Home Music Alexis Cuadrado: Poètica

Alexis Cuadrado: Poètica

2155
0

From l-r: Rowan Ricardo Phillips, Alexis Cuadrado and Melcion Mateu
From l-r: Rowan Ricardo Phillips, Alexis Cuadrado and Melcion Mateu
While not strictly speaking a follow-up to his last album A Lorca Landscape , the lyricism of poetry is central to this album that has spun out of the poetry of two poets of differing sensibilities and soundscapes, Melcion Mateu, a Spaniard, and Rowan Ricardo Phillips, an American both of whom are drawn together by dramatic and haunting metrical form. Both settings for the purposes of this recording are by some way the most satisfying items on this disc, from the delicate piano tracery that comes from Andy Milne’s caressing of dark and light keys, to the poets recitation of their lines in an imaginative recreation of a musical soirée presided over by Alexis Cuadrado and enjoyed in a modern salon.

Alexis Cuadrado PoeticaThe music is full of colour and with a short historical distance between Spanish and English verse we can appreciate more readily now the individuality of not only Mateu and Phillips but also the genius of Alexis Cuadrado’s harmonics and rhythmic beauty with which he creates a perfect landscape for the word setting. The poets’ musings on JFK, Obama and a mythical Sweeney are attractive and even moving, though perhaps overlong in one or two places. But the balance of poetry and music is absolutely alluring throughout. Tempo is crucial in such musical conferences and here there is perfection in body and spirit, in the sinew and brooding of Cuadrado’s bass, as well as the dark and foreboding of Milne’s piano in ‘Grief and the Imaginary Grave,’ for instance.

It is also impossible not to notice the superb interplay between Miles Okazaki’s guitar and Milne’s piano in ‘Nit de Halloween’ and the manner in which Tyshawn Sorey translates poetic lyricism and recitation into a thing of absolute rhythmic beauty. As such this performance is a thing of beauty. What’s striking is how evenly matched in quality the different voice parts are when they recite poetry in tune with the more complex writing of the accompanying music – in the magnificent, soaring lines of each poem. The fresh, open textures of these poems are delightfully aerated, not the least because the poets give the rhythm of the vowel sounds full value, and place concluding consonants with unfussy accuracy. This is another triumph for Alexis Cuadrado, whose ideas and musical brilliance are endlessly dazzling.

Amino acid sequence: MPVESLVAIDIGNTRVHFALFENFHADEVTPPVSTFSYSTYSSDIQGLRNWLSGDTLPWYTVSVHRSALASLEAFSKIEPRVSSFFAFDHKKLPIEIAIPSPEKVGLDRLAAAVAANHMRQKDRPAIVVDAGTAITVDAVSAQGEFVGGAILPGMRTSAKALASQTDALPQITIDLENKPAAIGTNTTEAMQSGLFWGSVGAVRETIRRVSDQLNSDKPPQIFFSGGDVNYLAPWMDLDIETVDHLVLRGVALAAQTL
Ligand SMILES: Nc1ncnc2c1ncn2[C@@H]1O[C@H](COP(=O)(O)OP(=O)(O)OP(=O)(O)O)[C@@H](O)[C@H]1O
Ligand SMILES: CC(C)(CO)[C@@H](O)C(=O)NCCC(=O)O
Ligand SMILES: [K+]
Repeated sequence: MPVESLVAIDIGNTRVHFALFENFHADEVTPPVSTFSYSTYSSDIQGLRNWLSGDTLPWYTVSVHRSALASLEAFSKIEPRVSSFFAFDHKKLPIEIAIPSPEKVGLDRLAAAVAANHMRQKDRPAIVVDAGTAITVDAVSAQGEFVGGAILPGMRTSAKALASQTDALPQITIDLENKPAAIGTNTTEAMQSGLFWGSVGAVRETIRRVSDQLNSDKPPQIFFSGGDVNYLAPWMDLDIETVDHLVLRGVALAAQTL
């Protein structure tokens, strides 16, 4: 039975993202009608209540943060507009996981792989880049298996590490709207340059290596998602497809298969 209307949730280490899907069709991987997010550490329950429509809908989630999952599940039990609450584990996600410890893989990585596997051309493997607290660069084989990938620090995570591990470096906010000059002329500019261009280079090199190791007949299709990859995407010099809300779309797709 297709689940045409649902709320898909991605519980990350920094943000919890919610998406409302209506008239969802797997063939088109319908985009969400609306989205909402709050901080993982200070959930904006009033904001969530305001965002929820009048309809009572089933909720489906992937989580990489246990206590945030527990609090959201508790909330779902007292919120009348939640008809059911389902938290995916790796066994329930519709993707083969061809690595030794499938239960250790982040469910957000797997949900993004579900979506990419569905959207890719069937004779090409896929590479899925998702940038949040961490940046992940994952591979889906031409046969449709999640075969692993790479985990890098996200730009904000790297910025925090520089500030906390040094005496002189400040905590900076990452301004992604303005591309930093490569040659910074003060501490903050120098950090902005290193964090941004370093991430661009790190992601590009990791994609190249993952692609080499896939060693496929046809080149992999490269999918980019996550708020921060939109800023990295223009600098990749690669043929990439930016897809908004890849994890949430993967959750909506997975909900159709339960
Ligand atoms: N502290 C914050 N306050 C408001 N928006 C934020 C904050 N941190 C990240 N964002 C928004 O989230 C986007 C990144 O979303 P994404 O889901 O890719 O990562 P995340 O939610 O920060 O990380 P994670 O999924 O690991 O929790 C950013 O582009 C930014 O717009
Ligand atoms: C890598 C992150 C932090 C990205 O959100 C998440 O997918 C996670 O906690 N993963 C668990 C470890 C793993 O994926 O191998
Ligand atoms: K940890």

Track List: Song of Fulton and Gold *; Terra Incognita *; Embrace the Night and Get Thee Gone *; Balada de Matt Sweeney I *; Balada de Matt Sweeney II *; Balada de Matt Sweeney III **; Grief and the Imaginary Grave *; What a Rose Is/Pamela/Cornelia St. Café; Grief and the Imaginary Grave, Vol. 2: Red Trillium *; Nit de Halloween, 2008 **; Mappa Mundi *; Long Island City/Modus vivendi *; Abingdon Square Park/Apocalypse with Sasquatch *.

Personnel: Alexis Cuadrado: double bass, vice, cajón, handclaps; Melcion Mateu **: poetry, voice; Rowan Ricardo Phillips *: poetry, voice; Miles Okazaki: guitar; Andy Milne: piano and keyboards; Tyshawn Sorey: drums.

Label: Sunnyside
Release date: June 2016
Running time: 57:59
Buy album on: amazon

Based in Canada, Raul da Gama is a Canadian poet, musician and accomplished critic whose profound analysis is reinforced by his deep understanding of music, technically as well as historically. Raul studied music at Trinity College of Music, London and has read the classics, lived and worked in three continents and believes that there is a common thread running through every culture on earth. It is this unifying aspect of humanity that occupies his thoughts each day as he continues to write poetry and critique music. His last book was The Unfinished Score: The Complete Works of Charles Mingus, a book that relocated the life and works of the great American composer and bassist, Charles Mingus, to the landscape of poetry. He is currently at work on a poem of some length.

LEAVE A REPLY

Please enter your comment!
Please enter your name here

This site uses Akismet to reduce spam. Learn how your comment data is processed.